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Erik Hassle – No Words

NoWords_ErikHassle

There’s a school of thinking that says Scandinavian pop is the best kind of pop, and with Måns Zelmerlöw taking the Eurovision trophy back to Stockholm for the second time in four contests this weekend past, it’s clear we are – as a nation and continent – thirsty for Swedish pop in particular.

Look at the sales figures and this country of 9-or-so million people must have the best per-capita hit rate of any nation on earth. Think back over the years and there’s been no end of success: ABBA, Ace of Base, Alcazar, Avicii, Agnes. Probably even others that don’t start with the letter A.

It’s not just acts themselves; top producers like Max Martin, RedOne and the late Christian Falk all call this great nation home.

But Swedish pop of the modern era has met a fork in the road and pursued two very different paths; gone is the schlager of the A*Teens, and in its place are (ultimately forgettable) rave o’clock EDM specials from the likes of Swedish House Mafia, Eric Prydz and Basshunter. Take the other road and you instead fall into cerebropop territory from Tove Lo, Lykke Li and Niki and the Dove, which is all very well and good until someone puts them on at a party.

This divergence has left a pure pop vacuum once occupied by artists of Erik Hassle’s ilk. Think Alphabeat (alright they’re Danish but go with it) and you’re on the right track:

 
And No Words is, in many respects, the right track. A beautifully uptempo, sun-dappled and summery love song, this beaut sees Erik sings about being so in love that he’s lost for words, and it has the sweetest, most heartfelt middle 8 I’ve heard in considerable time. It’s not complicated; it’s not to be over-analysed; it’s not overwrought with artistic ‘inspiration’ (I’m looking at you, Gaga) or suffocating under layers of hidden meaning. It’s just a proper, old-fashioned pop song, hitting that prime 3:30 – 3:40 runtime zone straight on the kisser.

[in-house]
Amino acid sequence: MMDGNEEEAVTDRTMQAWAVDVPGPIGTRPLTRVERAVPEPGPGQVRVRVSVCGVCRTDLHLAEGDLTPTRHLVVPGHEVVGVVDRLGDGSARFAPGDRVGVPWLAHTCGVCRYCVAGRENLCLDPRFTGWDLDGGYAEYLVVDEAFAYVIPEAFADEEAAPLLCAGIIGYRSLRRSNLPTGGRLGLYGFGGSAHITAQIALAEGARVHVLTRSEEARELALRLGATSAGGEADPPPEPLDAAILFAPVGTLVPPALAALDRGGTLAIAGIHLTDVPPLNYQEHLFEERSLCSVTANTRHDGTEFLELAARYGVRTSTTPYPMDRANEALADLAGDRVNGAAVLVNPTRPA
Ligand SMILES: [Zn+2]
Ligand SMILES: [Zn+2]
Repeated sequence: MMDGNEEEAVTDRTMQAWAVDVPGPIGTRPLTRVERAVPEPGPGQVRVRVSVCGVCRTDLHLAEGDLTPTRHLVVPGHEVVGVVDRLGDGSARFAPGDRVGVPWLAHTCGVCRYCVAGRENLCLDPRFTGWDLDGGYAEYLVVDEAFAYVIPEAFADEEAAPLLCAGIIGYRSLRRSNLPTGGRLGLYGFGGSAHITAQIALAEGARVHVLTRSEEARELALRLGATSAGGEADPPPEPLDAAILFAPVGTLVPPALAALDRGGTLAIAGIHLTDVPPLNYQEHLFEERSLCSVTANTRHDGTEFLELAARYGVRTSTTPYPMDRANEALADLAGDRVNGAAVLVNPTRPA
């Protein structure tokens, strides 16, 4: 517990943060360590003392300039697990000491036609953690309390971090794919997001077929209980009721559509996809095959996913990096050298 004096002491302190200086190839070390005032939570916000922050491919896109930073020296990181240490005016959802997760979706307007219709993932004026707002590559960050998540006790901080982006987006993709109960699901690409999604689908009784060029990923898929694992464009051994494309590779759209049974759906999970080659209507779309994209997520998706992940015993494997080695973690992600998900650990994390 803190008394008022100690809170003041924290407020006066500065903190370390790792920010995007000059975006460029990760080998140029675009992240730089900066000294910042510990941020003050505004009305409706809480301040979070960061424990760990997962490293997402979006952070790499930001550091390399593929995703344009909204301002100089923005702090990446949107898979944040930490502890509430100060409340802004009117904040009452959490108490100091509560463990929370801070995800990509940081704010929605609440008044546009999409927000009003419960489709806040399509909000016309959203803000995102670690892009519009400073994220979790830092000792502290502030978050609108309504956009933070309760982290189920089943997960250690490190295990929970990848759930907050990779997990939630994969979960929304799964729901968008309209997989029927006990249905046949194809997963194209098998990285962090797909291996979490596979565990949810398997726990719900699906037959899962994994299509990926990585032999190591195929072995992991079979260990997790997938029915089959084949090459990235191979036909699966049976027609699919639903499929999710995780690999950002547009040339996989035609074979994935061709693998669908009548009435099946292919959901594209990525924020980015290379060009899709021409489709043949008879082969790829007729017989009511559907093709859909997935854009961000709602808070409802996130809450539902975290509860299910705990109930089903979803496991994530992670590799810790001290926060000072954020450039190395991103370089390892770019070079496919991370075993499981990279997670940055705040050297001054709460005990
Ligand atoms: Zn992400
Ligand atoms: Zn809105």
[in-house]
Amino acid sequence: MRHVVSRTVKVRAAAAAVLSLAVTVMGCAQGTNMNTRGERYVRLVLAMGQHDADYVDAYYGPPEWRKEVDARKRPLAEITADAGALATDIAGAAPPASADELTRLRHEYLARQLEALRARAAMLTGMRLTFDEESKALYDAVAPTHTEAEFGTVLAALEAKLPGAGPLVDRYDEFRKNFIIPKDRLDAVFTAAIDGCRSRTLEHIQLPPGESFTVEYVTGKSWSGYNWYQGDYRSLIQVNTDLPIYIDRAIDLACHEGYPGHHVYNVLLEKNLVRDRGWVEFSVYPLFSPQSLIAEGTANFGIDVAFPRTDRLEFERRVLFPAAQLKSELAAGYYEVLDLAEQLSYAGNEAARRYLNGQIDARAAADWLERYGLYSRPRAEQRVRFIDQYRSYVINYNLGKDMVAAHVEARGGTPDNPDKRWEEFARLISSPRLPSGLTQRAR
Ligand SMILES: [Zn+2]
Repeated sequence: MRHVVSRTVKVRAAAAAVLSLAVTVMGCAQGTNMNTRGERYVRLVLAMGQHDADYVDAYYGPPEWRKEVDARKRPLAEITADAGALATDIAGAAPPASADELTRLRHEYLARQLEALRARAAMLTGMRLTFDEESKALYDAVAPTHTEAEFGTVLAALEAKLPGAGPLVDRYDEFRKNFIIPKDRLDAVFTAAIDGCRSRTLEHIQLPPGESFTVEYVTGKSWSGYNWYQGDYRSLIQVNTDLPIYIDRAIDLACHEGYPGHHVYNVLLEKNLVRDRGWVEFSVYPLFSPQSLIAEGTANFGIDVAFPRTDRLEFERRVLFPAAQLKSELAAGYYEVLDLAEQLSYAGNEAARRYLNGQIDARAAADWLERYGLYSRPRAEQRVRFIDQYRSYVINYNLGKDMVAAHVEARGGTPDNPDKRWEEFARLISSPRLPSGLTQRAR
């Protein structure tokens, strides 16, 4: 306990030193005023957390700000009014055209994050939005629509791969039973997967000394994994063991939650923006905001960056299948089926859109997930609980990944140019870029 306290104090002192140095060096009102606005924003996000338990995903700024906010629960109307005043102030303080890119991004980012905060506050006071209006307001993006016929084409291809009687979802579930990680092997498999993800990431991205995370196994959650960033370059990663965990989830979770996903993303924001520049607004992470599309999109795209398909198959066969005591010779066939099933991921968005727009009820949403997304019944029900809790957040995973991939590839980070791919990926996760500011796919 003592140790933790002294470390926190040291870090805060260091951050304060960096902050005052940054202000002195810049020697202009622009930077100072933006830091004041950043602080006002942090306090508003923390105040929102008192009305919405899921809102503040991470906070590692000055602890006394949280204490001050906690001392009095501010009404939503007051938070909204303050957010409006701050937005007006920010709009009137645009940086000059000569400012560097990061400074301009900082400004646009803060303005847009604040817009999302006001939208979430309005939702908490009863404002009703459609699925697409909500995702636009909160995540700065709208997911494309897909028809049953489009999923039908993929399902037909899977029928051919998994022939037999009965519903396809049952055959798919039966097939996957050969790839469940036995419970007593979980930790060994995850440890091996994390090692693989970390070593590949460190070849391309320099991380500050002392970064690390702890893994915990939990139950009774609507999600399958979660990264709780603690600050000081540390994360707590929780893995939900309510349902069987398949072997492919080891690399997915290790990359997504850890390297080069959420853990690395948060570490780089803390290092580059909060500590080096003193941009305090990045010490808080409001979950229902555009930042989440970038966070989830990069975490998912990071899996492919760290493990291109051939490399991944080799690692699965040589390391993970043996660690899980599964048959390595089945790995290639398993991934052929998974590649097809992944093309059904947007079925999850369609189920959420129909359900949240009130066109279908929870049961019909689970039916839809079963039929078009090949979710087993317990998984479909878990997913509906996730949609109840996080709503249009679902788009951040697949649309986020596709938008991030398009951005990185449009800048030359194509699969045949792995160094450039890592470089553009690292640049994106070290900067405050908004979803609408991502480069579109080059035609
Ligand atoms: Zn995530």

At a time when the charts are awash with derivative eurobangers, urban tracks lazily sampling derivative 1990s eurobangers, and something called ‘Hozier’, it is time for pop’s latest star recruits – Ariana Grande, Years & Years, and Jess Glynne – to reclaim the top 40 with songs of this very kind.

Let’s hope Erik and the rest of Sweden’s finest can ride on their coat-tails.

Entered chart: did not chart

Who could sing this today and have a hit? I’m earmarking this for an Olly Alexander of Years & Years solo project.

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